The second issue is more important to the German public, a majority of which has been and remains supportive of Merkel’s policy of flexibility-with-stability which translates into austerity requirements from Eurozone governments receiving bailouts from the European Union, the European Central Bank, and the International Monetary Fund. The differences between Merkel’s policies towards the Euro and the SPD are of nuances and became public when the incumbent Finance Minister, Wolfgang Schauble, let slip publicly that Greece would need another tranche of 10 billion Euros. That provided the opportunity for Steinbruck to charge the government with withholding the true cost of the bailout, especially as Greece sought the same amount within days while rejecting any more conditions of austerity. The SPD is more sympathetic to the troubled countries and opposes the degree of austerity that Merkel is accused of demanding from them. Unfortunately for the SPD, the German public continues to find austerity requirements reasonable as it resents the burden it may have to bear if the whole scheme falls apart.

In the fourth largest economy in the world, per capita income at over thirty two thousand Euros, and unemployment at just about 6.5%, popular satisfaction is quite high, even though the economy is growing at less than 1% (compared to the anticipated 3.5% for the US). Therefore the two candidates could differ only on the margins – for example on a mandatory minimum wage. While the SPD would like a statutory minimum, as most other European countries have, of 8.5 Euro per hour, Merkel wants to retain tariff autonomy whereby the representatives of trade unions and employers negotiate a medium term wage agreement, with job security. This was useful in strengthening German competitiveness, but the fact that people are willing to work for less than 5 Euro per hour is creating a widening culture of temporary or contract labour and a permanent underclass, much like in America – or for that matter, India.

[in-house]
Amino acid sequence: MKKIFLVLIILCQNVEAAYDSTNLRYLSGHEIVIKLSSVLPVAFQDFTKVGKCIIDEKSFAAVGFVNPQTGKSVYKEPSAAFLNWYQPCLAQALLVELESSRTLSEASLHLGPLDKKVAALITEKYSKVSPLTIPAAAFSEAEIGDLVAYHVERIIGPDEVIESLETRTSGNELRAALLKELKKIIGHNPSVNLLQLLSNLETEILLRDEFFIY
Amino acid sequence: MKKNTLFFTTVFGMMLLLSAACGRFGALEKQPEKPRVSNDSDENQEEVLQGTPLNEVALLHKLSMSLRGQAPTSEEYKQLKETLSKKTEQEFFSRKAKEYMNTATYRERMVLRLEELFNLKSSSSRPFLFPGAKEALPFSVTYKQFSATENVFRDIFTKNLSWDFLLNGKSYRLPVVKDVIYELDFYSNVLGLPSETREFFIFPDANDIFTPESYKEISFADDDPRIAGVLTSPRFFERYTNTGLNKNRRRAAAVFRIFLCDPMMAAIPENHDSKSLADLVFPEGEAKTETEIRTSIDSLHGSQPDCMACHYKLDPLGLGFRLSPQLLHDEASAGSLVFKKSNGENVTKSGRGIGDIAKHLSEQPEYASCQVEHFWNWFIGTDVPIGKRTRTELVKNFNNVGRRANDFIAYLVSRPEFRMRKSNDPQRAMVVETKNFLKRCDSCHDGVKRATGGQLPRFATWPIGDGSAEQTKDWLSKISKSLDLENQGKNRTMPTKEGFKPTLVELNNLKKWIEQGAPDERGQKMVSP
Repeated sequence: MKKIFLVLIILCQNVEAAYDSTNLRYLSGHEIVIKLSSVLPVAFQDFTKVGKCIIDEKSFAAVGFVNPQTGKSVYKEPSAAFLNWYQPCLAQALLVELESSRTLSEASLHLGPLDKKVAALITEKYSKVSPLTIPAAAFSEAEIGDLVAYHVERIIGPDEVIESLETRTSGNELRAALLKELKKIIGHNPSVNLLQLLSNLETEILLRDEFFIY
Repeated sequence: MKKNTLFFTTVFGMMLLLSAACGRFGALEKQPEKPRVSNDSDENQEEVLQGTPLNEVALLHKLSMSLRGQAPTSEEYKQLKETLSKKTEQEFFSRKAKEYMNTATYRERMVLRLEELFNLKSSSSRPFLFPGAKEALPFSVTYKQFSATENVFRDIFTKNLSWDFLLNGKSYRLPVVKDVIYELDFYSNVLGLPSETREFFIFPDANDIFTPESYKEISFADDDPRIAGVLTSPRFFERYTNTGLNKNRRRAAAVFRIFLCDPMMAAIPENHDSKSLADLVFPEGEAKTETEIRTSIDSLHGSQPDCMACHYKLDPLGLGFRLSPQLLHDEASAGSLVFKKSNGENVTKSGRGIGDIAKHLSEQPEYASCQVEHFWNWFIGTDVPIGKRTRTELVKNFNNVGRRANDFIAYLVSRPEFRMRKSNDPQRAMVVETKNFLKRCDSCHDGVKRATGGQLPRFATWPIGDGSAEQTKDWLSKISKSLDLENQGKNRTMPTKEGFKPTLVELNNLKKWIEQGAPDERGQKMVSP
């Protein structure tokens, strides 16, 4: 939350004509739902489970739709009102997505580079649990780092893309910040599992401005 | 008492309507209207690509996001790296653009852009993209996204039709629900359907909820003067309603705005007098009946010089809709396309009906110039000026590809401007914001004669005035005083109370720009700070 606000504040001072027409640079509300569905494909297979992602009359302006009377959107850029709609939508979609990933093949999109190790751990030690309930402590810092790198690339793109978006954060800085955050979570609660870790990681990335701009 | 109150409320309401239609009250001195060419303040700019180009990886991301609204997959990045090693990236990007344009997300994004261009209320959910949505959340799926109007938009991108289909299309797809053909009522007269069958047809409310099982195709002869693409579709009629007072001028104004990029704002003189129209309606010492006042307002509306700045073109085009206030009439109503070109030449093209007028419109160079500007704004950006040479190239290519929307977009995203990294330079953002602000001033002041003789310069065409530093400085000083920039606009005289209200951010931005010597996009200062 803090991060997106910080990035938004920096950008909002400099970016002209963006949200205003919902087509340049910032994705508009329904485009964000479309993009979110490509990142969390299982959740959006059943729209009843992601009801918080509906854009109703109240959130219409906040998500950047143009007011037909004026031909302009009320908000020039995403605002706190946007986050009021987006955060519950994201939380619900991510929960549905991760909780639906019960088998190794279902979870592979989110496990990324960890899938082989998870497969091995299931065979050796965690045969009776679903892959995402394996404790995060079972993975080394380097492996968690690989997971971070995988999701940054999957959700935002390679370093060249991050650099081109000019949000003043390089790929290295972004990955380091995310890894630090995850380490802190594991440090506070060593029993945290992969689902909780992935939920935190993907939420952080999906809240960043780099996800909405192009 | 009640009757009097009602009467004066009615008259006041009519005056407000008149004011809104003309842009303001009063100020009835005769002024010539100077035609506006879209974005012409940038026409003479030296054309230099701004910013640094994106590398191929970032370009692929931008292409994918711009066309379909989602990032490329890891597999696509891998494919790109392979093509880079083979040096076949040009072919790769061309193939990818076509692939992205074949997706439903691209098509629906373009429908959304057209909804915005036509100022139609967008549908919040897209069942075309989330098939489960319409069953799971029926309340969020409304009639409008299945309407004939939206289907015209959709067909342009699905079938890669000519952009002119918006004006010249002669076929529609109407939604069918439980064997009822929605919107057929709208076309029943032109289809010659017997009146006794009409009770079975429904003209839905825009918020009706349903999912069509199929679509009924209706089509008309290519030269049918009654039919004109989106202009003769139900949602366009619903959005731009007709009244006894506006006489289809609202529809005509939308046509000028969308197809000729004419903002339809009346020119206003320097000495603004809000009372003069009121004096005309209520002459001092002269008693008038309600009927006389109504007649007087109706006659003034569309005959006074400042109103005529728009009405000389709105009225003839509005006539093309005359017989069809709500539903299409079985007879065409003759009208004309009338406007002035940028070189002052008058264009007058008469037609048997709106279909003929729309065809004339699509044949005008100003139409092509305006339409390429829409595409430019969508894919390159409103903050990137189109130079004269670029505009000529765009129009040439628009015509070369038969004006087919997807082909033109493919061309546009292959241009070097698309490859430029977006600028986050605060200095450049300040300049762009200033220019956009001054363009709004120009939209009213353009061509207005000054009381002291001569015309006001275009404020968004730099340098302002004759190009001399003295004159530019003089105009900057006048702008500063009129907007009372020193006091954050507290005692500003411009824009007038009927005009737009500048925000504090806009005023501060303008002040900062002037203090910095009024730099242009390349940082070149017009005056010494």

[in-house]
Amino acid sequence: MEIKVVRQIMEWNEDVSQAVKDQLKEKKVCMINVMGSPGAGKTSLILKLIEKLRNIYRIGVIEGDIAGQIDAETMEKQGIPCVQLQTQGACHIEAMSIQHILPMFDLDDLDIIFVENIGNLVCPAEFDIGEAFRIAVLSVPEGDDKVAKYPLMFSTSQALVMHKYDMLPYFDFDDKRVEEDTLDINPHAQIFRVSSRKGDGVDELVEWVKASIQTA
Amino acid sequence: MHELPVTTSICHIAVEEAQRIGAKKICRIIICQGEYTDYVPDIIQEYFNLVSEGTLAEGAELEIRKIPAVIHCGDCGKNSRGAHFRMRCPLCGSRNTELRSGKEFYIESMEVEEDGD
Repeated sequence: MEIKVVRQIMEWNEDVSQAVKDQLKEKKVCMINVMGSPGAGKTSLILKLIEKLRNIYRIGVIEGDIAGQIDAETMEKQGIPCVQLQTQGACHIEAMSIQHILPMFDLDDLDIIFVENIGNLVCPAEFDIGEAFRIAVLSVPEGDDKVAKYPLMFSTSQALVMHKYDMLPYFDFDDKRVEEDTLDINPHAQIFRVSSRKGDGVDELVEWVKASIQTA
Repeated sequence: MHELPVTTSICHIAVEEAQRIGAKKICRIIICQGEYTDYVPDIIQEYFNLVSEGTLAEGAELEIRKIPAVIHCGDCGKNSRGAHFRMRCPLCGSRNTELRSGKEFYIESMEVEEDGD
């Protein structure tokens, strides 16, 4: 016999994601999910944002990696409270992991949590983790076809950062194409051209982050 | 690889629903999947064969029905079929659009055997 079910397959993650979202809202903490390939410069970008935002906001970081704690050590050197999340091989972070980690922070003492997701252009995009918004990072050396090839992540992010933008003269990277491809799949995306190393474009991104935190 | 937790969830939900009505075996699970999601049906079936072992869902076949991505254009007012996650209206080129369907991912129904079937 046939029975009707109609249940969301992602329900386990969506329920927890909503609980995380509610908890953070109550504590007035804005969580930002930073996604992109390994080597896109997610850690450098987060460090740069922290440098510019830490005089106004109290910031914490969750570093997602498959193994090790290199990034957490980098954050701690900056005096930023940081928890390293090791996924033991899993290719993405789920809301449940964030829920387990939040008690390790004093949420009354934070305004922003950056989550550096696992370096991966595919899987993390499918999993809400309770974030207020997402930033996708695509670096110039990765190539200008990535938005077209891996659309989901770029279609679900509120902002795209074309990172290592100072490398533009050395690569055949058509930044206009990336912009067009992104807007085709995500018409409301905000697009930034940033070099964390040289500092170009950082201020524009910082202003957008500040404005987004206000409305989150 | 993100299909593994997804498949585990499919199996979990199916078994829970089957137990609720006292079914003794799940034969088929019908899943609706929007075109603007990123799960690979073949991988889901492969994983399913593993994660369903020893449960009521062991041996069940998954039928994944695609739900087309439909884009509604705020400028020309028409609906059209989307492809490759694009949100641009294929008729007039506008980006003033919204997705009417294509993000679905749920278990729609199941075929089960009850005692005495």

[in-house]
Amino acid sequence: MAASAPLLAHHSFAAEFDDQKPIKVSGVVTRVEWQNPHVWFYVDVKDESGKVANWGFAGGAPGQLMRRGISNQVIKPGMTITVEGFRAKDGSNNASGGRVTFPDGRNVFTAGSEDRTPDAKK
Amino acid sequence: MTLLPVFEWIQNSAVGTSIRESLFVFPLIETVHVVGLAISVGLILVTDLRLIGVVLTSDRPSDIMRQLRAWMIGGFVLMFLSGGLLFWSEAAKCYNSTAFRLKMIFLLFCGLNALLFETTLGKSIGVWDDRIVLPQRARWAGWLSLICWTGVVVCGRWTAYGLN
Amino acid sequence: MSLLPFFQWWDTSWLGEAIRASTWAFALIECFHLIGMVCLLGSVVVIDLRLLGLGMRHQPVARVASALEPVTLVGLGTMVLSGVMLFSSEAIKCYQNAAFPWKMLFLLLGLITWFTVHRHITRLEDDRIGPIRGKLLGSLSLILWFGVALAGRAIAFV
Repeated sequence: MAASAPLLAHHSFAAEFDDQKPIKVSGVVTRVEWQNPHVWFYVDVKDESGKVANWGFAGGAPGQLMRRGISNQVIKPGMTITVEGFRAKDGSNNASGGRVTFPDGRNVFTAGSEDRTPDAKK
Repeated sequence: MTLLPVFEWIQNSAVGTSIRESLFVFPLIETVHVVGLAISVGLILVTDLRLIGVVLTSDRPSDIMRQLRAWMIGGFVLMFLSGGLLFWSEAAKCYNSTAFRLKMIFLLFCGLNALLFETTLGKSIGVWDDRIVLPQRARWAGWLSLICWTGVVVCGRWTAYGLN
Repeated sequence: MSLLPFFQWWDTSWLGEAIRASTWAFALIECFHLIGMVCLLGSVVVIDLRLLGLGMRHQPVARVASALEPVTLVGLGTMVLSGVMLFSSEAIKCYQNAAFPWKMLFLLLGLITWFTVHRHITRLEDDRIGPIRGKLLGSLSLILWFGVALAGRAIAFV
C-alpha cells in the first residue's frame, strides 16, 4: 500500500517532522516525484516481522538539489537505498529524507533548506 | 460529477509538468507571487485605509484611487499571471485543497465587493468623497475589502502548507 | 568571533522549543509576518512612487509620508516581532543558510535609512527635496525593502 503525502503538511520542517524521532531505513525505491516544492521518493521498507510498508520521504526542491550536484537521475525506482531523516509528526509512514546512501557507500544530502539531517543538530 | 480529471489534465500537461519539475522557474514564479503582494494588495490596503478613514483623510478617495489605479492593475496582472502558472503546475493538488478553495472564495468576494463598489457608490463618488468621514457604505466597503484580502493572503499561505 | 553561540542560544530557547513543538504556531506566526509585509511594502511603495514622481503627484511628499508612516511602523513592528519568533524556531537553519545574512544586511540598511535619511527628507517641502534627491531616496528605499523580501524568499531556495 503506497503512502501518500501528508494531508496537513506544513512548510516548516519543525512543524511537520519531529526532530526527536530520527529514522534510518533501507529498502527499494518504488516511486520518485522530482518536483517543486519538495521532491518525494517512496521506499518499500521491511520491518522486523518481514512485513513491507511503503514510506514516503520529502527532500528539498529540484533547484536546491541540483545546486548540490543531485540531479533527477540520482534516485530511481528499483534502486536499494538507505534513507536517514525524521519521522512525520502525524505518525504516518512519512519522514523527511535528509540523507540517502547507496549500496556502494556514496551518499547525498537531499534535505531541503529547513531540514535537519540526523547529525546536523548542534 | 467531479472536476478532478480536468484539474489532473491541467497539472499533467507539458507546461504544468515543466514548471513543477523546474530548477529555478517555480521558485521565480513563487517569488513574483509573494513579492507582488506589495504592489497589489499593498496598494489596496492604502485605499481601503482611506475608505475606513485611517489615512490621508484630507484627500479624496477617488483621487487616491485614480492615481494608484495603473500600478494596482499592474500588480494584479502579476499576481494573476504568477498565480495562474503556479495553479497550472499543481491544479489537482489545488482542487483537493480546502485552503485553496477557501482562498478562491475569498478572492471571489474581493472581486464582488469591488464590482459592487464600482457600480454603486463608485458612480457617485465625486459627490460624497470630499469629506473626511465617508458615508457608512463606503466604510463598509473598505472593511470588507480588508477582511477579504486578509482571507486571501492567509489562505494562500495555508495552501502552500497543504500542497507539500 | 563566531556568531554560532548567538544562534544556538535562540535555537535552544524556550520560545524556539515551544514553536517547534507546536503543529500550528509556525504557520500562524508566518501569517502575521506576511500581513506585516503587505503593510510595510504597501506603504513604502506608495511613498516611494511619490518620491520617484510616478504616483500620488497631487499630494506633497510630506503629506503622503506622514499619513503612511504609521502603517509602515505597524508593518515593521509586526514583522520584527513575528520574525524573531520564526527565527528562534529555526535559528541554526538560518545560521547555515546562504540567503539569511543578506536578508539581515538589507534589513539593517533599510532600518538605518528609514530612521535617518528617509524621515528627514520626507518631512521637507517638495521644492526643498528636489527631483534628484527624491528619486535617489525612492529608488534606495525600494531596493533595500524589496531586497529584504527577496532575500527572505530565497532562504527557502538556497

Other differences of opinion consisted of the SPD wanting to raise taxes on the rich and accusing the government of never having enough money for education but always having enough to bail out banks. The middle class complains bitterly about the decline in the quality of education, but it is also concerned about the lack of state-provided child care facilities forcing a significant number of women in the EU to miss career opportunities. Similarly the SPD would like the retirement age to revert to 65 years from the present 67. These differences are important to affected groups. However they are unlikely to overturn the broad feeling that Merkel has managed German interests in a turbulent Europe prudently – and she should be given another term since the European crisis persists.

The one pure foreign policy issue that was discussed, the expected military action against Syria, was also the only issue on which the two contenders came out in broad agreement. Both were against German participation and wanted any military action undertaken only with a UN mandate. This prudence is of a part with the German tendency to be low profile on the international stage even though it is already the fourth largest contributor to UN finances and participates actively in UN and NATO missions, including in a significant way in Afghanistan. German policy, so far, can perhaps be described as anchored in the European and NATO alliance while being the economic anchor of Europe.  However any new German government will be challenged by rapid developments in the Middle East and elsewhere in a politically and economically turbulent world.

Ambassador Neelam Deo is Director of Gateway House: Indian Council on Global Relations and former Ambassador to Denmark and former Joint Secretary for Myanmar, Sri Lanka, Maldives and Bangladesh.

This article was exclusively written for Gateway House: Indian Council on Global Relations. You can read more exclusive content here.

For interview requests with the author, or for permission to republish, please contact

© Copyright 2013 Gateway House: Indian Council on Global Relations. All rights reserved. Any unauthorized copying or reproduction is strictly prohibited.

TAGGED UNDER: , , , , , , , , , , , ,